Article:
Smith, Swift and Richeze might all get involved as well.

Prediction

A tough stage to predict the winner of as firstly I’m still not 100% sure of that penultimate ramp, but it’s also difficult to tell how the peloton will approach the drag to the line.

I do think we’ll see a reduced bunch sprint in the end and I’ll go for a guy who was disappointed today to take the win tomorrow; Tosh van der Sande to step up to the plate and start fulfilling his potential!

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Betting

0.5pt EW Van der Sande @ 22/1 (would take 16s)

0.5pt EW Goncalves @ 400/1 (would take 150s)

 

Thanks as always for reading and any feedback is greatly appreciated. Who do you think will win stage 2? Tomorrow might be a triple preview day with another Romandie stage and potentially Yorkshire Stage 1 and GC, although I might miss the latter if I’m short of time. Anyway,

Those were My Two Spokes Worth.

 

 

 

 

 

 

 

 

Tour de Romandie 2017 Stage 1 Preview; Aigle -> Champéry

Today’s Recap

A wet and miserable TT rewarded the risk takers of the peloton. In the end it was Fabio Felline who took a great win. He was putting down a serious amount of power in the closing straight, with the back wheel sliding all over the road. Possible flat tyre? Impressive either way!

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Alex Dowsett was the last rider down the ramp but kept things interesting, only losing by 2 seconds to the Italian, with an impressive ride from youngster Alexander Edmondson to take third.

As for Albasini, he looked to be going okay on the first part of the course, but seemed to lack the confidence in the second half. Probably didn’t want to fall after knowing I had put the curse on him. Oh well!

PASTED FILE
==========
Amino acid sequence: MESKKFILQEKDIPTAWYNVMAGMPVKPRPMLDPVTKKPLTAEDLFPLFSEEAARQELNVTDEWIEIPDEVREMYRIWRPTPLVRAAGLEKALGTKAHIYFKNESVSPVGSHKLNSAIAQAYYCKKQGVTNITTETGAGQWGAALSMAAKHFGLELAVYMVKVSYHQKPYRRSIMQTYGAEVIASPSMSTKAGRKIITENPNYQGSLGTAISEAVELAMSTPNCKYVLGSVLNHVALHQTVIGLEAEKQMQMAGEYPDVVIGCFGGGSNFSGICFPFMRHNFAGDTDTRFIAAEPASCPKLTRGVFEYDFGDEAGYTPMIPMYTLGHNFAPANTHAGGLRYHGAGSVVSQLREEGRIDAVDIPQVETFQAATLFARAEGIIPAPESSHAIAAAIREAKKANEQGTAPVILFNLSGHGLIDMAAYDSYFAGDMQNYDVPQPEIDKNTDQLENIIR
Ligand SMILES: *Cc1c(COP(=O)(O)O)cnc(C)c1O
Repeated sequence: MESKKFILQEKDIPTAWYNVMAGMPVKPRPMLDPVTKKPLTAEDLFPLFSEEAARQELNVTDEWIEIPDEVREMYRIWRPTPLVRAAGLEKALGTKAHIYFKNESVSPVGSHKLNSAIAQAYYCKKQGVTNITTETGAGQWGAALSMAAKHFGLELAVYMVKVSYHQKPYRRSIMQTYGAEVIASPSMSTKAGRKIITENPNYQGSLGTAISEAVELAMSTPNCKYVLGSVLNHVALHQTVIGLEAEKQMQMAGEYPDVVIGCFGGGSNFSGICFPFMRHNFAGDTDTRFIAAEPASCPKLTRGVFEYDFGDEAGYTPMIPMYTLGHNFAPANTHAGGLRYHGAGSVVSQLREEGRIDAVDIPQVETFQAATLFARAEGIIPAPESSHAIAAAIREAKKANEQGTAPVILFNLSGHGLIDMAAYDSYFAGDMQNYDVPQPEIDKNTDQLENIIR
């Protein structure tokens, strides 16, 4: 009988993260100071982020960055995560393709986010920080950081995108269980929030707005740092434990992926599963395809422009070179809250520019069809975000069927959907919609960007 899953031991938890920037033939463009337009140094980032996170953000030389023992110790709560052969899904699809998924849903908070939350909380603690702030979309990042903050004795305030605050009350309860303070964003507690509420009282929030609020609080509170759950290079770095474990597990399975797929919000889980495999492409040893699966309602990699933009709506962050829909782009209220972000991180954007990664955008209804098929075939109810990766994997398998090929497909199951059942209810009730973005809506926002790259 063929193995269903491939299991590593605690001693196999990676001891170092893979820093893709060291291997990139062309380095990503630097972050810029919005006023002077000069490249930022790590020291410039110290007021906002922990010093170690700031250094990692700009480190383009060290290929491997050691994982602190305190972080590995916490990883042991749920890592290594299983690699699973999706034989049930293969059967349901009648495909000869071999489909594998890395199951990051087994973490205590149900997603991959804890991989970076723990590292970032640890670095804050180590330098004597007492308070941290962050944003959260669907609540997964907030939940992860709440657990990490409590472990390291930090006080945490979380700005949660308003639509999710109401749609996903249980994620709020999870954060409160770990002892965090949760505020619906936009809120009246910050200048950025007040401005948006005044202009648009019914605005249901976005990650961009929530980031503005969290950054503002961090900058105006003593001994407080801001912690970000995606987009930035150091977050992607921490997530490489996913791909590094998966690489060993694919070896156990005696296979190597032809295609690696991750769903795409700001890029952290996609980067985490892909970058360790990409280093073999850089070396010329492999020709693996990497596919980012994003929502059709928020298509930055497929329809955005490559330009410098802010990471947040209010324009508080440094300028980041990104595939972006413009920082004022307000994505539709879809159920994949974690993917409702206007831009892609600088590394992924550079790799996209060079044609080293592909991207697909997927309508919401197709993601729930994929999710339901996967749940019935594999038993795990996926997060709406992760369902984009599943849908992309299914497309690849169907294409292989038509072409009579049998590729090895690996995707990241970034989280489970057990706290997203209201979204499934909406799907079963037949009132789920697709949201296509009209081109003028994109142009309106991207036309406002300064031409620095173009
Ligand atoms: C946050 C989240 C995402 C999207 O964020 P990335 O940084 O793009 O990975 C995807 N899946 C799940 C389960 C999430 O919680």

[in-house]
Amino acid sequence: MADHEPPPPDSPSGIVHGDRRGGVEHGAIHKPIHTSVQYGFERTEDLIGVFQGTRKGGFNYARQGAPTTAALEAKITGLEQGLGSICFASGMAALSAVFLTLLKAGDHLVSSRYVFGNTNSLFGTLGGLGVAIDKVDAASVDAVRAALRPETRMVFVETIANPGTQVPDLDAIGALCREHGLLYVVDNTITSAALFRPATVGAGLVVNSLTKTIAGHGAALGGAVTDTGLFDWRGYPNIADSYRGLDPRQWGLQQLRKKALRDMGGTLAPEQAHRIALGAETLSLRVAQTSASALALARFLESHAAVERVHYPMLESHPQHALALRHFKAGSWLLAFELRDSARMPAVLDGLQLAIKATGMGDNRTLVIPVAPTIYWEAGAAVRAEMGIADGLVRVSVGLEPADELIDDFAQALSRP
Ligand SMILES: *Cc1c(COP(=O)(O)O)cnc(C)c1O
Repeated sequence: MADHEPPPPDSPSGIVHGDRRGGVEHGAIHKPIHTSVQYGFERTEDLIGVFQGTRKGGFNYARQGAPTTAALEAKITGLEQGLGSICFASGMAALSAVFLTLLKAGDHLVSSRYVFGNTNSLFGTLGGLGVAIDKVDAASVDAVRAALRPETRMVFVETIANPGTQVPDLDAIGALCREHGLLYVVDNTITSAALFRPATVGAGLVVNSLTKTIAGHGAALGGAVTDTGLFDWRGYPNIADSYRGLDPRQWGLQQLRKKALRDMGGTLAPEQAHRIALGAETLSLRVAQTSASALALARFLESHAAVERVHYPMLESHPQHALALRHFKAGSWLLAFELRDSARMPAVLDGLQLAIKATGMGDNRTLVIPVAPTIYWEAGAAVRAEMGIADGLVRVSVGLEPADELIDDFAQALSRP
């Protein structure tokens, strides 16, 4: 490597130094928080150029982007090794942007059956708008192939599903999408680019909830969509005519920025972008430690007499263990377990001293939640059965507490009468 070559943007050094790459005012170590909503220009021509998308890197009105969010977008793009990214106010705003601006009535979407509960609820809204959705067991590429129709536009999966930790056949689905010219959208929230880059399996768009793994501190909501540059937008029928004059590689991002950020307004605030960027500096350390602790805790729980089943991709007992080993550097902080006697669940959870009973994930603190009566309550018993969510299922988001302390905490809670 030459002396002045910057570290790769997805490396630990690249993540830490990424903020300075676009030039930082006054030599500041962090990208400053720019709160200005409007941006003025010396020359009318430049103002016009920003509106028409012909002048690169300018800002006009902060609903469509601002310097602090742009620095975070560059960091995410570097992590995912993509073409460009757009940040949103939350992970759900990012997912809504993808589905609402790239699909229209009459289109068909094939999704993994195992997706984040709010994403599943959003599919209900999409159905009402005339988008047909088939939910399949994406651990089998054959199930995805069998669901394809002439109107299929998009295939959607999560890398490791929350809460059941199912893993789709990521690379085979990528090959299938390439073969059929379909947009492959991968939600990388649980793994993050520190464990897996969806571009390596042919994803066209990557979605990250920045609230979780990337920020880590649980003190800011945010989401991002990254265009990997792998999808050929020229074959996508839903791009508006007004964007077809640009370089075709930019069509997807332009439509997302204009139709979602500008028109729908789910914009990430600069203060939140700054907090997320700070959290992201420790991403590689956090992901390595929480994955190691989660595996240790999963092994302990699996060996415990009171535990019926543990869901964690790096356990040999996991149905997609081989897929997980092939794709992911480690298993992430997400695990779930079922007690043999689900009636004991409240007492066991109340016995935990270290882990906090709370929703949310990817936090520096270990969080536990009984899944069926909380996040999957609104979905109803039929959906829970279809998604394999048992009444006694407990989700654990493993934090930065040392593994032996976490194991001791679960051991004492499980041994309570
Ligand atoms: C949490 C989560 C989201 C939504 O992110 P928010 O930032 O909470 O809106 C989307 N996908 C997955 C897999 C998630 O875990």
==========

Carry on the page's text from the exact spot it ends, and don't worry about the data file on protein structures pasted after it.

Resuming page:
The GC guys took as few risks as possible, trying to keep themselves upright going into the rest of the week. Let’s have a look at what’s in store for them tomorrow.

The Route

We get the first open road stage of the race on day two and we are already treated to what is arguably the Queen Stage. Although I do think that is still going to be stage 4!

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@LasterketaBurua

An interactive profile can be viewed here.

With only 2700m of elevation gain, it’s certainly not the most wearing day, but the vast majority of the climbing does come in two big sections.

First, we have the Cat-2 climb of Vex that starts around the halfway point in the stage. Averaging a solid 6.3% for 8.9km it will tire the peloton for what’s to come later but I can’t really see it having any impact on the race. If anything, the descent might have a bigger say in the outcome if it is wet and dangerous.

Following the descent there is a long 40km period of flat before a little 2.1km long, 9.1% average kicker. This could see some of the deadwood dropped from the peloton if a team turns the pace on here. If not, the bunch will be grouped together as they start the final climb of the day.

According to the guys @LasterketaBurua the climb is 14.5km long and averages 4.2%, but that’s it topping out with just over 1km to the finish line.

As we get nothing in the road book at all about the climb I’ve made a Strava profile for the whole thing. View that here.

Interestingly, the rider who holds the Strava record for the climb is Adrien Costa (30 minutes) who set that back in the junior race of Pays Vaud back in 2015. I’m sure that will fall tomorrow!

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You can split the climb into three parts, with some false flat and shallow descending in between.

The first section is 5.5km at 5.4% but this does include some double figure ramps. Three km of said false flat/descending follows before the second section; 3.2km at 5.8%. We then have almost a kilometre of descending before the final kick up which is 1.3km at 7.7%. A flat-ish run to the line then follows.

Will we see a solo winner, or a group of GC favourites come to the line?

Weather Watch

Looks set to be another grim day for the peloton, a recurring theme this week!

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Source; Wunderground.